Denny’s Daily Zinger: Are All Politicians Consummate Jerks?

An email from Marjorie Somebody.

Marjorie Somebody's word count.

I received a campaign pitch from Marjorie Somebody during the holidays. She’s running for Congress in a district other than my own.
[Illustration 1 in the media player at right] is what arrived in my inbox.

Rules Broken by Marjorie Somebody

  • “Avoid gray walls of type.” —David Ogilvy
  • Marjorie Somebody is poaching for cash in my representative’s territory.
  • Marjorie Somebody did not say which political party she belongs to.
  • Marjorie Somebody did not reveal her last name.

A contribution by Scott Huch to my new book, “Write Everything Right!” (Opens as a PDF.)

As an aspiring, young direct mail copywriter in the early 1990s, I clipped an item from my local newspaper. It has been taped to my desk—right next to my computer—ever since. It is now tattered and yellow. But I keep it there as a reminder any time I’m writing. It says:

Tests have shown that a sentence of eight words is very easy to read; of 11 words, easy; of 14 words, fairly easy; of 17 words, standard; of 21 words, fairly difficult; of 25 words, difficult; of 29 or more words, very difficult; so this sentence with 54 words, counting numbers, is ranked impossible.

[Illustration 2 in the media player at right] is the text of Marjorie Somebody’s message with word counts.

More rules Broken by Marjorie Somebody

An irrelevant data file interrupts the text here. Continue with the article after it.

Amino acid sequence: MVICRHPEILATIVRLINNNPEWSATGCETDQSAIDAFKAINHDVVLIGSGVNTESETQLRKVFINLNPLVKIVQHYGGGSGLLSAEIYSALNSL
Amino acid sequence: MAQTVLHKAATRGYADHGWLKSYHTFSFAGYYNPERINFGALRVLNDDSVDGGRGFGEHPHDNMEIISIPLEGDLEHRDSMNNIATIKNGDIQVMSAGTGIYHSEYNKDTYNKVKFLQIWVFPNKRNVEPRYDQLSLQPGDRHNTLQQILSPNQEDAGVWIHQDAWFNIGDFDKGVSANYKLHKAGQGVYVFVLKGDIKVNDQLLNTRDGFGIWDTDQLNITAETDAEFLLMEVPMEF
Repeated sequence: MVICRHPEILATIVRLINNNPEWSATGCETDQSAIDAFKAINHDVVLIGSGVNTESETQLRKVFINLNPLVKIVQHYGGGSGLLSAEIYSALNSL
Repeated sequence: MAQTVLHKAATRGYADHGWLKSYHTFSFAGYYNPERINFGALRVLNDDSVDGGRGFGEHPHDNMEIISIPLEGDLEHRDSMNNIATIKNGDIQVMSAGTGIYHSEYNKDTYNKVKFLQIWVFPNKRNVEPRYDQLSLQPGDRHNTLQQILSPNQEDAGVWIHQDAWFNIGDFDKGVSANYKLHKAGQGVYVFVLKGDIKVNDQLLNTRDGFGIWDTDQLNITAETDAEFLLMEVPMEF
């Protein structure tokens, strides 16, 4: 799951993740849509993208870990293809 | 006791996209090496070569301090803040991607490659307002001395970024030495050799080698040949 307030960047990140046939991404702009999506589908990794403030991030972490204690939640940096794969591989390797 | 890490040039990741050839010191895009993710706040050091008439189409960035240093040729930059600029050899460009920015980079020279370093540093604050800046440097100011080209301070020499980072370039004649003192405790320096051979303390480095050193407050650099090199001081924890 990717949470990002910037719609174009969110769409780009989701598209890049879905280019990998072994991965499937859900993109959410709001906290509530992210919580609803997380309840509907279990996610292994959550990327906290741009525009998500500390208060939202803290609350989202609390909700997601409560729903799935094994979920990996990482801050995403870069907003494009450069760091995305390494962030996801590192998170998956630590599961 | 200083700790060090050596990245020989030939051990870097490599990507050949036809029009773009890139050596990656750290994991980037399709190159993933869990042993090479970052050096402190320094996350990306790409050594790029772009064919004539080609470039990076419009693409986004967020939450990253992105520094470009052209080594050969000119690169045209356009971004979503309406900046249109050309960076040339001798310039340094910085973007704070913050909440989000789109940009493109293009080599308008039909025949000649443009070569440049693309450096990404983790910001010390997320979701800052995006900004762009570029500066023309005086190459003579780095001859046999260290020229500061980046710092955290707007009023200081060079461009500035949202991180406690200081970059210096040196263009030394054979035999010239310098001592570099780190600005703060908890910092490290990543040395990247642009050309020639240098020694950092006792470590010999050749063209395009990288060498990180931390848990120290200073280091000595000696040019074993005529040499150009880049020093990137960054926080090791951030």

• Two sentences of 62 words each.
  • One sentence of 41 words.
  • One sentence of 39 words
  • One sentence of 33 words
  • Marjorie Somebody’s campaign pitch is ranked impossible to read.

Denny Hatch is a copywriter, designer and direct marketing consultant. Click on the title below to read the first three chapters of his recent bookWrite Everything Right!” No cost. Contact him at

Denny Hatch is the author of six books on marketing and four novels, and is a direct marketing writer, designer and consultant. His latest book is “Write Everything Right!” Visit him at

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  • John

    Marjorie Somebody didn’t give her party affiliation because her party is not real popular with American voters right now. I’m seeing the same type of party-less advertising in South Dakota.

  • Tom

    Do you want to know what’s impossible to read? Anything displayed in your "media player."